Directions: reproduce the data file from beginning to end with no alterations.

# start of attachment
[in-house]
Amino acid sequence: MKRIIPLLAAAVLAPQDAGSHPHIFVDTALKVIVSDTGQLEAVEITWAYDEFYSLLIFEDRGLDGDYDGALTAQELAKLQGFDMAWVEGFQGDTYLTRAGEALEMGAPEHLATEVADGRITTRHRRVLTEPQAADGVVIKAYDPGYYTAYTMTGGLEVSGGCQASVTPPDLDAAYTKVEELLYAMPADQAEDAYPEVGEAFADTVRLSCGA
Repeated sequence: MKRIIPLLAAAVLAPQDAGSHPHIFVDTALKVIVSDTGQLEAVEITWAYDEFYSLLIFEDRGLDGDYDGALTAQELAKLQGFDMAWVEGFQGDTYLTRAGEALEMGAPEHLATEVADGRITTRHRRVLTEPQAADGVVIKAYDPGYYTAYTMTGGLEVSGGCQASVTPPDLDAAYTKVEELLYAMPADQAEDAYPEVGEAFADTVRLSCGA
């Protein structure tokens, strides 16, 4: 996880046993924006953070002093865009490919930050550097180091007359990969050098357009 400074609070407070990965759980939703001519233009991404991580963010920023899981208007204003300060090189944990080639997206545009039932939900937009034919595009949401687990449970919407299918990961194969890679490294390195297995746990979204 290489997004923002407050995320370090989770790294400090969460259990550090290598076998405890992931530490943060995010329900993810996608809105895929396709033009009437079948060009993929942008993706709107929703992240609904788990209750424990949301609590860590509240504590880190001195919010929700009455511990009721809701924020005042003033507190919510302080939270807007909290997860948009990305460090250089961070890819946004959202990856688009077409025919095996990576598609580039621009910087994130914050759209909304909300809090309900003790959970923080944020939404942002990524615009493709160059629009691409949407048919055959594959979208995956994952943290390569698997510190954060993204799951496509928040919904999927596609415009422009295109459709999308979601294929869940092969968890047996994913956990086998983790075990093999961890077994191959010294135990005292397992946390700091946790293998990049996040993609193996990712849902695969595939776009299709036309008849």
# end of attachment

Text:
[in-house]
Amino acid sequence: MKRIIPLLAAAVLAPQDAGSHPHIFVDTALKVIVSDTGQLEAVEITWAYDEFYSLLIFEDRGLDGDYDGALTAQELAKLQGFDMAWVEGFQGDTYLTRAGEALEMGAPEHLATEVADGRITTRHRRVLTEPQAADGVVIKAYDPGYYTAYTMTGGLEVSGGCQASVTPPDLDAAYTKVEELLYAMPADQAEDAYPEVGEAFADTVRLSCGA
Repeated sequence: MKRIIPLLAAAVLAPQDAGSHPHIFVDTALKVIVSDTGQLEAVEITWAYDEFYSLLIFEDRGLDGDYDGALTAQELAKLQGFDMAWVEGFQGDTYLTRAGEALEMGAPEHLATEVADGRITTRHRRVLTEPQAADGVVIKAYDPGYYTAYTMTGGLEVSGGCQASVTPPDLDAAYTKVEELLYAMPADQAEDAYPEVGEAFADTVRLSCGA
């Protein structure tokens, strides 16, 4: 996880046993924006953070002093865009490919930050550097180091007359990969050098357009 400074609070407070990965759980939703001519233009991404991580963010920023899981208007204003300060090189944990080639997206545009039932939900937009034919595009949401687990449970919407299918990961194969890679490294390195297995746990979204 290489997004923002407050995320370090989770790294400090969460259990550090290598076998405890992931530490943060995010329900993810996608809105895929396709033009009437079948060009993929942008993706709107929703992240609904788990209750424990949301609590860590509240504590880190001195919010929700009455511990009721809701924020005042003033507190919510302080939270807007909290997860948009990305460090250089961070890819946004959202990856688009077409025919095996990576598609580039621009910087994130914050759209909304909300809090309900003790959970923080944020939404942002990524615009493709160059629009691409949407048919055959594959979208995956994952943290390569698997510190954060993204799951496509928040919904999927596609415009422009295109459709999308979601294929869940092969968890047996994913956990086998983790075990093999961890077994191959010294135990005292397992946390700091946790293998990049996040993609193996990712849902695969595939776009299709036309008849």